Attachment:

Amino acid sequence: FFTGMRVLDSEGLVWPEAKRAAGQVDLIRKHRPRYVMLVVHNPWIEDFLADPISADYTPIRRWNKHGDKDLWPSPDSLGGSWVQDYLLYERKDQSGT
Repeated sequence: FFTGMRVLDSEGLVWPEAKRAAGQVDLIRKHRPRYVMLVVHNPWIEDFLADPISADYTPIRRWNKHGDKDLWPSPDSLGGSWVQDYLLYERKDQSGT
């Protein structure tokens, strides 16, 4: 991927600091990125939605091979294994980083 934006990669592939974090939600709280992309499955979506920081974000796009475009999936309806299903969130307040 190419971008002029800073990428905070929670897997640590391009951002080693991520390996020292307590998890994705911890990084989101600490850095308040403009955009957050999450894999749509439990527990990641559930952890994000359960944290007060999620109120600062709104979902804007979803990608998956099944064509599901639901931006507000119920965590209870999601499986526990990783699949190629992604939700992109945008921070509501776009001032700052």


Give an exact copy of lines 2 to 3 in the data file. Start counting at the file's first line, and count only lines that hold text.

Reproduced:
Repeated sequence: FFTGMRVLDSEGLVWPEAKRAAGQVDLIRKHRPRYVMLVVHNPWIEDFLADPISADYTPIRRWNKHGDKDLWPSPDSLGGSWVQDYLLYERKDQSGT
């Protein structure tokens, strides 16, 4: 991927600091990125939605091979294994980083 934006990669592939974090939600709280992309499955979506920081974000796009475009999936309806299903969130307040 190419971008002029800073990428905070929670897997640590391009951002080693991520390996020292307590998890994705911890990084989101600490850095308040403009955009957050999450894999749509439990527990990641559930952890994000359960944290007060999620109120600062709104979902804007979803990608998956099944064509599901639901931006507000119920965590209870999601499986526990990783699949190629992604939700992109945008921070509501776009001032700052």